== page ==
# Electric potential with regards to an insulating spherical shell

1. Feb 8, 2010

### duke91

An insulating spherical shell with inner radius 25.0 \rm cm and outer radius 60.0 \rm cm carries a charge of + 150.0 \mu {\rm C} uniformly distributed over its outer surface. Point a is at the center of the shell, point b is on the inner surface and point c is on the outer surface.

What will a voltmeter read if it is connected between c and infinity?

I have no idea how to do this question, at all. I am super stuck, can I please get any pointers or instructions how to do this question?

2. Feb 8, 2010

### Redbelly98

Staff Emeritus
Welcome to Physics Forums.

What equations do you have that have something to do with voltage or electric potential?

3. Feb 8, 2010

### duke91

The formulaI know regarding electric potential is: Va-Vb= integral(E* dl)

4. Feb 8, 2010

### Redbelly98

Staff Emeritus
Okay.

Can you find E, and integrate E from point c to infinity?

5. Feb 8, 2010

### duke91

That is where i am stuck... i pretty much get V=q/4pi*epsilon_0r..and then no other clue...

6. Feb 8, 2010

### ideasrule

What else do you need? The question asks for the potential difference and V=q/4pi*epsilon_0r gives it.

7. Feb 8, 2010

### duke91

Well, for that, since it is from infinity..it isf rom infinity to what? when r is equal to infinity the entire thing goes to 0..but the answer is not zero, I have tried it already, what do I use for the 2nd r?

8. Feb 9, 2010

### Redbelly98

Staff Emeritus
The question asks for the potential between infinity and point c. You have correctly used r=∞, the other r will be for point c.

In other words, what is r at point c?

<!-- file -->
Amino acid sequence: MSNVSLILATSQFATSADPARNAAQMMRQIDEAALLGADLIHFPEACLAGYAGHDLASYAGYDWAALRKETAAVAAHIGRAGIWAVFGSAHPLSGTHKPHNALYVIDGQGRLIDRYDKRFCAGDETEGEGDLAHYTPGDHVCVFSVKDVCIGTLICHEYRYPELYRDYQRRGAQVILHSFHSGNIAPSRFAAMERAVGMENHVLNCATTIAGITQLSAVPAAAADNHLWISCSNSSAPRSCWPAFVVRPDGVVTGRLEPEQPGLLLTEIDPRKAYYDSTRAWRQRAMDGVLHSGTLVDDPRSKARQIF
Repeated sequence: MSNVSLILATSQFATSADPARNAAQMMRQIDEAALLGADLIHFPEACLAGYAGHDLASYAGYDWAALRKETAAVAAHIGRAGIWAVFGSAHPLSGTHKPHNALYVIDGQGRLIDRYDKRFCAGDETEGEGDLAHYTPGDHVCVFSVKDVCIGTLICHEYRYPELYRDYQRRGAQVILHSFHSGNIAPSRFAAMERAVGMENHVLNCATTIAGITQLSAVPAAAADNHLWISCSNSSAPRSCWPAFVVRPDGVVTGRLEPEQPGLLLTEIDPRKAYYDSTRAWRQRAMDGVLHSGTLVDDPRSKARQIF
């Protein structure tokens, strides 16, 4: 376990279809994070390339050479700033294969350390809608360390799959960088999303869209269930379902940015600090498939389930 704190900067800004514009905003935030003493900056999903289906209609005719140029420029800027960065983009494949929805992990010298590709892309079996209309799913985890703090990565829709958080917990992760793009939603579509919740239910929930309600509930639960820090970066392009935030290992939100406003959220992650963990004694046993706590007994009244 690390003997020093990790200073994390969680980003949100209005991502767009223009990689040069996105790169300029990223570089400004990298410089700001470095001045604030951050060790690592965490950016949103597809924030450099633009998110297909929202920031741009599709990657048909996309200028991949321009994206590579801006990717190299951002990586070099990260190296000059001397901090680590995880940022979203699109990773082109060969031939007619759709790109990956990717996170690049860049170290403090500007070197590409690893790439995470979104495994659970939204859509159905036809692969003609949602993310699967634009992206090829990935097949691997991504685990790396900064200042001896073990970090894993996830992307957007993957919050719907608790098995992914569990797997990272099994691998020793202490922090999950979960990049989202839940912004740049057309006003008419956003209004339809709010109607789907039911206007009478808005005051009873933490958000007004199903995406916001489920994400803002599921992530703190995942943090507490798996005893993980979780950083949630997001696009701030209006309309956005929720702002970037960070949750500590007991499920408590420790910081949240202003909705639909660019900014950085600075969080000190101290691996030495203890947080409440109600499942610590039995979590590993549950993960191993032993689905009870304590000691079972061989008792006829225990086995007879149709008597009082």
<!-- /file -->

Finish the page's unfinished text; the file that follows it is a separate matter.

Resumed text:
9. Feb 9, 2010

### collinsmark

There's two things about the problem statement that makes this problem easier than it otherwise could be.
(1) The charge is evenly distributed. The key point here is that there is spherical symmetry.
(2) Point C is on the outer surface of the sphere, as opposed to the inner surface, or somewhere else inside.

Gauss' law states that

$$\oint _{S} E \cdot dA = \frac{Q _{enc}}{\epsilon _0}.$$

Due to the spherical symmetry, and due to the fact that point C is on the outer surface (i.e. all the charge in question can be considered to be within the Gaussian surface), it's a fairly easy integral. Use it to obtain E, outside the charged sphere. (Hint: you won't have to actually perform any calculus math to find E. Algebra is all it takes, as long as you know what the surface area of a sphere is.) The beauty of this is that if you're only concerned with point C, you don't need to calculate the electric field anywhere inside the charged sphere (you would have to do that though if you were using the voltmeter to probe points A and/or B though).

Once you have a function for E, you can integrate it to get your potential V, with respect to $$\infty$$. The radius's of interest are r = C and r = infinity. This will require actual calculus, but fortunately the integral isn't too tough.

Last edited: Feb 10, 2010